The injection is usually given while the patient lies on their stomach (prone position) on a fluoroscopy (live x-ray) table. The procedure may take up to 15 minutes. The procedure selected is most commonly a transforaminal, interlaminar, facet or joint injection.
On the day of the injection procedure, instructions start with normal eating and drinking on the day of the procedure. An epidural steroid injection is an outpatient procedure. Patients may drive themselves to the procedure, but it is recommended to have someone drive the patient to the procedure if the patient is very nervous.
The patient receives a local anesthetic for anesthesia.
It is important to notify of use of blood thinners and how it was modified to prevent bruising or bleeding during the procedure.
It is important for the staff to be told if you have diabetes, any allergies or concern of pregnancy.
The common steps involved in the injection procedure are as follows:
The skin over the injection site is marked and cleaned with betadine.
A fluoroscopic x-ray is used to locate the correct vertebral level for needle guidance; the live images can be seen on a computer screen.
A local anesthetic is injected into the skin and underlying tissues to numb the area.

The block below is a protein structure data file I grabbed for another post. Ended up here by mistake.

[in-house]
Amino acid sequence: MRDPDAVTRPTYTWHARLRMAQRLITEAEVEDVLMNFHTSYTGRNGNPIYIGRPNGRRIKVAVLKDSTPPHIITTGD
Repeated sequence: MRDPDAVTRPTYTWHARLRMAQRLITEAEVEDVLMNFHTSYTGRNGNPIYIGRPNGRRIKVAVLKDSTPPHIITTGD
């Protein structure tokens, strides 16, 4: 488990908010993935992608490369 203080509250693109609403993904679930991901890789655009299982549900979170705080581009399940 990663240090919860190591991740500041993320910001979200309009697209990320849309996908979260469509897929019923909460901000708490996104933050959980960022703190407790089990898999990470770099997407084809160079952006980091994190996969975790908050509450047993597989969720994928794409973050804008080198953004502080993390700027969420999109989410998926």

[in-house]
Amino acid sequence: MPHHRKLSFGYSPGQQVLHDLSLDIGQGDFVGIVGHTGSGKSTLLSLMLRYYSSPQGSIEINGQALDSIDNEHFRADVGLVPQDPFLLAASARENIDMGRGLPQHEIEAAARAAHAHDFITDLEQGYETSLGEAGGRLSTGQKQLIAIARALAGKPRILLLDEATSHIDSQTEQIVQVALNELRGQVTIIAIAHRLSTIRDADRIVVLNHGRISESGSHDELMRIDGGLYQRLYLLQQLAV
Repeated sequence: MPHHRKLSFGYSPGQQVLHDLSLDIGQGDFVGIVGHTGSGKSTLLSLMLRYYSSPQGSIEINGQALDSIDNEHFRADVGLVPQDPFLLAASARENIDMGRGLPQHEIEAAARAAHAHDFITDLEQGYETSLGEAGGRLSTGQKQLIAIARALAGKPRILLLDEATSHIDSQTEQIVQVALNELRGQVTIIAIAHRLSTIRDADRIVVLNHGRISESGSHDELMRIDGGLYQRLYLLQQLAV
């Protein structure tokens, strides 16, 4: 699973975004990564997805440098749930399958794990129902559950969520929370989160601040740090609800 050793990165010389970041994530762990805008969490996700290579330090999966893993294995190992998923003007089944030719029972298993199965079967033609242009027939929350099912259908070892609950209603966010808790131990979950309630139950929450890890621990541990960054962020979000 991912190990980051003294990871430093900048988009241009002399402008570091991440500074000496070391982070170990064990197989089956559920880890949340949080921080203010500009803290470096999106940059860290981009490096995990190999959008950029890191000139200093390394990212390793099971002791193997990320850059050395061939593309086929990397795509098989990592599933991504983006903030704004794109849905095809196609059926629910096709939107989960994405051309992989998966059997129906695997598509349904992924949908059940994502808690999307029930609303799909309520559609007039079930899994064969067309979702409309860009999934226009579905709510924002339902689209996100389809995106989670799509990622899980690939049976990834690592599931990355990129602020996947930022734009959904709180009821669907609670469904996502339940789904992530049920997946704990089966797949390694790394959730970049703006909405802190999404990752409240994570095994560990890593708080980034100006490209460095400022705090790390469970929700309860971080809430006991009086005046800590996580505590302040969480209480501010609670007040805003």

A spinal needle is inserted into the intended injection site and guided using fluoroscopy.
When the needle is confirmed on the proper location with fluoroscopy, the steroid medication is injected.
A tingling or mild burning sensation or the feeling of pressure may be experienced as the medication is injected. When the injection is completed, the irritation and discomfort usually disappear within a few minutes.
Strenuous physical activities, swimming in a pool and flying in an airplane are not recommended on the same day after the procedure.
While the local anesthetic in an epidural steroid injection usually provides immediate pain relief, it may take up to 2 weeks for the steroids to take effect. Regular activities may be resumed slowly on the day after the injection. Ice packs may be used at home if pain occurs at the injection site. Ice packs are usually used for 15 to 20 minutes at a time with a break of at least two hours in between to avoid skin injury.